Last Friday, I opened up Chrome to find the Google logo all decked out for the Olympic opening ceremonies.
However, rather than the typical Google color scheme, the designers had chosen a rainbow palette. In case this wasn’t obvious enough for the average Google user, the quotation from the Olympic Charter on the bottom of the page made it fairly evident.
“The practice of sport is a human right. Every individual must have the possibility of practicing sport, without discrimination of any kind and in the Olympic spirit…”
Hey, Russia. Do you need some ice for that Olympic-sized burn? In all seriousness though, the year leading up to the Olympics has not been a good one for Russia’s PR team. Has anyone called Olivia Pope yet? According to a Huffington Post article from Nov. 26, Russia passed a law last summer prohibiting “propaganda of nontraditional sexual relations among minors.”
This legislation sparked controversy around the world, and gay rights activists started protesting both Russian products and the Olympics that are currently underway in Sochi. While Russia’s year might not have been so hot, meteorologically or otherwise, the gay community has certainly taken some steps forward. Putin may have been trying to stem the expansion of tolerance in mainstream culture, but instead, his actions may have been the best thing to happen for gay rights globally.
When he approved the law, Putin gave the world a bad guy. Having a common enemy brings people together. Just look at baseball — using the New York Y**kees as an example in Boston probably isn’t the most effective idea, but let’s give it a shot.
While the Yankees might be particularly hated here in Boston, nobody else is really a fan of them either. I live 1,000 miles away and the only team I hate more than the Yankees is the White Sox. For the baseball analogy, the reason is fairly evident: the Yankees have won the World Series more times than everyone else.
Seriously, they’ve won 27 times. Give someone else a chance, dudes. For those of you who aren’t fans of America’s pastime, it’s the same thing in football/soccer. Does anybody even like Manchester United?
The point here is not that Russia has won the most Sportsbowls, but rather that Putin has given people someone to root against. In the same way that no one wants to see the Yankees win another World Series, nobody wants to see Russia succeed with these measures.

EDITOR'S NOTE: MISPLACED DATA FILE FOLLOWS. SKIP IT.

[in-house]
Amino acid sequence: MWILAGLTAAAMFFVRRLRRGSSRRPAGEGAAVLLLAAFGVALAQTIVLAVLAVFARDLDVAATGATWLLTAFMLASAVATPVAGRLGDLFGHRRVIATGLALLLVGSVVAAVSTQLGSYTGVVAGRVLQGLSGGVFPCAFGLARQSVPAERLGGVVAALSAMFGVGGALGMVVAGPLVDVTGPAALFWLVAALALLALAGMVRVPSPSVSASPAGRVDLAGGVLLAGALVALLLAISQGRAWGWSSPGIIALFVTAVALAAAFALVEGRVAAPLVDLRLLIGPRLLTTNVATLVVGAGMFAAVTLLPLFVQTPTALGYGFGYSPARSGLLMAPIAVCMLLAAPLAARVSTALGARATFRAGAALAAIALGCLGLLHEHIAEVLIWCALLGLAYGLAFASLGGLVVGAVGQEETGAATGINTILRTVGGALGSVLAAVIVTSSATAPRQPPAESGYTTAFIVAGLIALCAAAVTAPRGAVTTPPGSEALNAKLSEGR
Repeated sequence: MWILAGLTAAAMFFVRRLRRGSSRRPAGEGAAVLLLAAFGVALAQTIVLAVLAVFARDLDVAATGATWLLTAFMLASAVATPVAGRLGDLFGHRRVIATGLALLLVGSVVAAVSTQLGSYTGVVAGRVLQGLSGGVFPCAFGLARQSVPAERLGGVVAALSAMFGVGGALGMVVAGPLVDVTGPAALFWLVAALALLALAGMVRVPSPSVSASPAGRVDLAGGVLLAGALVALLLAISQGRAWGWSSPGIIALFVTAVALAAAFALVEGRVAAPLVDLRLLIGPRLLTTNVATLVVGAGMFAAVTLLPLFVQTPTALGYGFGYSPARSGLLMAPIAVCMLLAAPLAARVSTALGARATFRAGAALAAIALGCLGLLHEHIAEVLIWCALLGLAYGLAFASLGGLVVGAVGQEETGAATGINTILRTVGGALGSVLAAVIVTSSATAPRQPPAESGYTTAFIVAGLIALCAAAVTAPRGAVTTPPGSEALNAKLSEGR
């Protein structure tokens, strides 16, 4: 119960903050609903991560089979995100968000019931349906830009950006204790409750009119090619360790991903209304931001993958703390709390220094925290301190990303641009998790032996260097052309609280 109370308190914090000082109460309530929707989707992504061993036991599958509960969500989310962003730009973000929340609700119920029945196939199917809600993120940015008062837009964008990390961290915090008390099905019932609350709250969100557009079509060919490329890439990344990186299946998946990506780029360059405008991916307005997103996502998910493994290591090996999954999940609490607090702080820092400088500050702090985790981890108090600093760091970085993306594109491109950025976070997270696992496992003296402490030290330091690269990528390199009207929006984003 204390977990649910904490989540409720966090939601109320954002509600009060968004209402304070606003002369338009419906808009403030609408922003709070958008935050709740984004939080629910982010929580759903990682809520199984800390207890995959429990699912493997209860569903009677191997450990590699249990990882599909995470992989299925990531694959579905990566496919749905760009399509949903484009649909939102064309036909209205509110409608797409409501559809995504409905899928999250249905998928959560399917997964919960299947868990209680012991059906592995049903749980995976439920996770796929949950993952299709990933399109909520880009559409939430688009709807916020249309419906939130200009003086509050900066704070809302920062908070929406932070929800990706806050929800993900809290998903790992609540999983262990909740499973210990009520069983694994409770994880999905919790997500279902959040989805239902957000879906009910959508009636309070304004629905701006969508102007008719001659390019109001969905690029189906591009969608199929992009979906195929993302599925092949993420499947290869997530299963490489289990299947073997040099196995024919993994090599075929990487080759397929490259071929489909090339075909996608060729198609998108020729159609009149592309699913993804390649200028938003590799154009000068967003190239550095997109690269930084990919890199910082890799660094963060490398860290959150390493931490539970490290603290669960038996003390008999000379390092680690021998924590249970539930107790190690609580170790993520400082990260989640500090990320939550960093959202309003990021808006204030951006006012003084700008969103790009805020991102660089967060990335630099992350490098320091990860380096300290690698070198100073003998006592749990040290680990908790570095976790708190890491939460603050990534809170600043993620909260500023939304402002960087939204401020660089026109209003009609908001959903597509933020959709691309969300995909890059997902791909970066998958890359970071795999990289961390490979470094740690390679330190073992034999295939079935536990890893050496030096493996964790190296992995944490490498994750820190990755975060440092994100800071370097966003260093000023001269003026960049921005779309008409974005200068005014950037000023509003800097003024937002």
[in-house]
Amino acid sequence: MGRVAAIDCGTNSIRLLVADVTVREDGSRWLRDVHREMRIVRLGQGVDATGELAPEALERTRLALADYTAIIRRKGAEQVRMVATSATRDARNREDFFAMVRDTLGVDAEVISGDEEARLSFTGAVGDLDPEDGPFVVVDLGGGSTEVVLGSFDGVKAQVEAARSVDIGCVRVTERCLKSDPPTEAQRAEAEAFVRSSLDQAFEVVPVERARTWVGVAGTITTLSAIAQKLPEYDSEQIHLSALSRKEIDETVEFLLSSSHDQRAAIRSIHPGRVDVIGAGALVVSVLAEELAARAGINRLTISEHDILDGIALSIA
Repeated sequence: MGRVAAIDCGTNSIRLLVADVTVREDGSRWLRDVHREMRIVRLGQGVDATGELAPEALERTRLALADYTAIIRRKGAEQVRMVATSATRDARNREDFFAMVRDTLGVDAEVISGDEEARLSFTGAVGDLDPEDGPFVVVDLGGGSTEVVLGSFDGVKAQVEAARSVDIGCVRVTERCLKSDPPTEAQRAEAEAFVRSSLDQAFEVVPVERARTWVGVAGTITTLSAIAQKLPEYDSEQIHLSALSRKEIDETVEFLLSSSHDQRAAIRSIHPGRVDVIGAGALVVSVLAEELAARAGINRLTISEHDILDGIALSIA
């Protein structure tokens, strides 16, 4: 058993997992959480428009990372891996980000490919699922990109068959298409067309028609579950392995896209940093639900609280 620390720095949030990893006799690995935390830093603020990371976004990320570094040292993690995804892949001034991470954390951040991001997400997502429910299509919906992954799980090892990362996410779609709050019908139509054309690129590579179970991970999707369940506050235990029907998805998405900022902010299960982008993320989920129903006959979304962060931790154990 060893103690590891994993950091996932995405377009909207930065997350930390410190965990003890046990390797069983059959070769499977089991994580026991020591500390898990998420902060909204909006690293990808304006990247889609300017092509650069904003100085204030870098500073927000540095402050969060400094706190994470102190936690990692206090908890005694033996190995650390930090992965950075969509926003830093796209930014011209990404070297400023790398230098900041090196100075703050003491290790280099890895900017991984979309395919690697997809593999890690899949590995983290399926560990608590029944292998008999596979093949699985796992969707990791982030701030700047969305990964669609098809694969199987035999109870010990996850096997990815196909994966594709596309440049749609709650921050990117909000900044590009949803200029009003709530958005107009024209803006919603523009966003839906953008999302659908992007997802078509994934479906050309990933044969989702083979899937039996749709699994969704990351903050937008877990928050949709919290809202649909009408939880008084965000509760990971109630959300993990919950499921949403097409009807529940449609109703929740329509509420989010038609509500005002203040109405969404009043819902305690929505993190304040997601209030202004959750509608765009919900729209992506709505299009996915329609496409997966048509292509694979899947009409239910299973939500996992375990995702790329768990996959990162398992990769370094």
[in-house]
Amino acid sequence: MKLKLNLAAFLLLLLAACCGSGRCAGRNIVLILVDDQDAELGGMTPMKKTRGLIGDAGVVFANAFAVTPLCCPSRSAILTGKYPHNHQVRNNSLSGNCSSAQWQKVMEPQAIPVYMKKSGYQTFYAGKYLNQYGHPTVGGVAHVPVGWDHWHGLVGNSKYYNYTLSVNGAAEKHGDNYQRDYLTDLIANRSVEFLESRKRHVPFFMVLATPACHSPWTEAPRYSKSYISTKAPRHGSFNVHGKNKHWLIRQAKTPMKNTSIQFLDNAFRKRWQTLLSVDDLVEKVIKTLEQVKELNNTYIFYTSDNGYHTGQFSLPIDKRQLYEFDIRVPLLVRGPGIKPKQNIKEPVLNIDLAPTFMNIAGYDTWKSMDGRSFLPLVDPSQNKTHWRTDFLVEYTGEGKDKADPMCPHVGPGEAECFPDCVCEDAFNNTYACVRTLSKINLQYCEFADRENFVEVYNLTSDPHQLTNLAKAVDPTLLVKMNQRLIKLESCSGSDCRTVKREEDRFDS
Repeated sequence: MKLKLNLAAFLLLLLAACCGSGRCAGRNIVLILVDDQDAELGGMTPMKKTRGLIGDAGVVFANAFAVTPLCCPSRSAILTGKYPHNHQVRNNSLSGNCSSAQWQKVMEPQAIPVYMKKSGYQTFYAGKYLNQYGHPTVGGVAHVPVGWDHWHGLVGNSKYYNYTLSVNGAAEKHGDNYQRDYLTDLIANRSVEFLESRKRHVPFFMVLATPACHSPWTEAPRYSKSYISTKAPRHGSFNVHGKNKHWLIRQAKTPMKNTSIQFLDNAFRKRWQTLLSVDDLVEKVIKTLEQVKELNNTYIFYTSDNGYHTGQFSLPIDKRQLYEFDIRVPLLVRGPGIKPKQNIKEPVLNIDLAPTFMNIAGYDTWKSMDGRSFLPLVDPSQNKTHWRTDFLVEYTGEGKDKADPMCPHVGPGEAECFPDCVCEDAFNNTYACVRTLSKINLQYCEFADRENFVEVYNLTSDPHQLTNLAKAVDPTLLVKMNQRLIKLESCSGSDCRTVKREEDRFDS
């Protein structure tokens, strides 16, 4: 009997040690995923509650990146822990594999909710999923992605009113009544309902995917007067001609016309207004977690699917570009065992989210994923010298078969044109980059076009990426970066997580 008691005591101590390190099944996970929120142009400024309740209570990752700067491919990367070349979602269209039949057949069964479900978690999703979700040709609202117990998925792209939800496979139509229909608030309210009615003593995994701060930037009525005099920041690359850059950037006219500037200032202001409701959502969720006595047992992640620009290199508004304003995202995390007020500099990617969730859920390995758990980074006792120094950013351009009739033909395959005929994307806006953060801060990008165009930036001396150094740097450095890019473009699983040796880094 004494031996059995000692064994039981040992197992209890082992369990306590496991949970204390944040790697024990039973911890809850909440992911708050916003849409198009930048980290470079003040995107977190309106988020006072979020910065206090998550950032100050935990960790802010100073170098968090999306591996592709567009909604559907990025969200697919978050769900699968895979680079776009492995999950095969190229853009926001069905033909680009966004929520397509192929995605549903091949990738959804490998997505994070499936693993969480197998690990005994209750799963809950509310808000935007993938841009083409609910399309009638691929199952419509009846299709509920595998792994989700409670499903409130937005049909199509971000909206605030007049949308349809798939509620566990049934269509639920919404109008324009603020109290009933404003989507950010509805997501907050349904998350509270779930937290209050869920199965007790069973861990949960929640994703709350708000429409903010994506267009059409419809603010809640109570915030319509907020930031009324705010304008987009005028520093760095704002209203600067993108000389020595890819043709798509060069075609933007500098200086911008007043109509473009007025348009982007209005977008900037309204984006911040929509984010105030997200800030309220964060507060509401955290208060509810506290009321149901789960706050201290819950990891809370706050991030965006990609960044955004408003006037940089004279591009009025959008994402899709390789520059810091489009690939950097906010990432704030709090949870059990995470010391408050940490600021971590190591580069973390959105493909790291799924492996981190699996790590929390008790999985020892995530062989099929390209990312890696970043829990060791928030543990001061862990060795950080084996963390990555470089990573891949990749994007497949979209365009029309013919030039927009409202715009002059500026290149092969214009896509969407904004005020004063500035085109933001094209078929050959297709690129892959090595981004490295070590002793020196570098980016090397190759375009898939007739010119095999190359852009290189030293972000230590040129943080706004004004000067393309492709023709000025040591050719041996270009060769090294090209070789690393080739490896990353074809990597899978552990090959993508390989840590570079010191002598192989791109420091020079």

Remember when all the bars were banning Russian vodka? Have you seen the recent Chobani yogurt commercials with the rainbow cups? (Side note: I didn’t know yogurt commercials came without a constipated, middle aged white lady in them) People and major corporations are uniting against these laws and are giving a new voice to this movement.
Think back to American History and the 1960s. Does the name Bull Connor ring a bell? Well, in case your brain is having one of those days, he ordered the release of the dogs on civil rights protesters when they came to Birmingham.
He also authorized the use of fire hoses on unarmed teenagers. Unfortunately for Connor, a cameraman captured footage the ensuing chaos … and then it was aired on national television. Connor became the face of racism and sparked national outrage. Shortly after the incident in Birmingham, the Civil Rights Act of 1964 was enacted due to public demand (and a host of other factors).
Putin has provided another face for gay rights activists to fight against. Sometimes it’s much easier to unite people against someone than for something. The Olympics in Sochi have brought up important questions about gay rights both at home and globally. No, the list of questions does not include, “What pants will the Norwegian curling team wear next?”
This controversy has demonstrated how far we have come. If this had happened 10 years ago, the vast majority of people probably would have shut up and ignored the situation all together. This is progress. We might not have achieved equality, but general outrage is usually a pretty good sign that something is about to happen.
I don’t care if you’re gay, straight, bi, questioning, cis, trans or unlabeled. In the 21st Century we all have the right to love whoever the heck we want. Sure, it’s going to take some people a little bit longer than the rest of us to figure that out. Think how long it took people to realize that women should be considered equals (pause for gasps of horror). Some countries still haven’t figure that out. So, I guess this is a thank you to President Putin. With his help, we will make this world a little bit more fabulous.
Sara Ryan is a freshman in the College of Arts and Sciences studying political science and math. She can be reached firstname.lastname@example.org.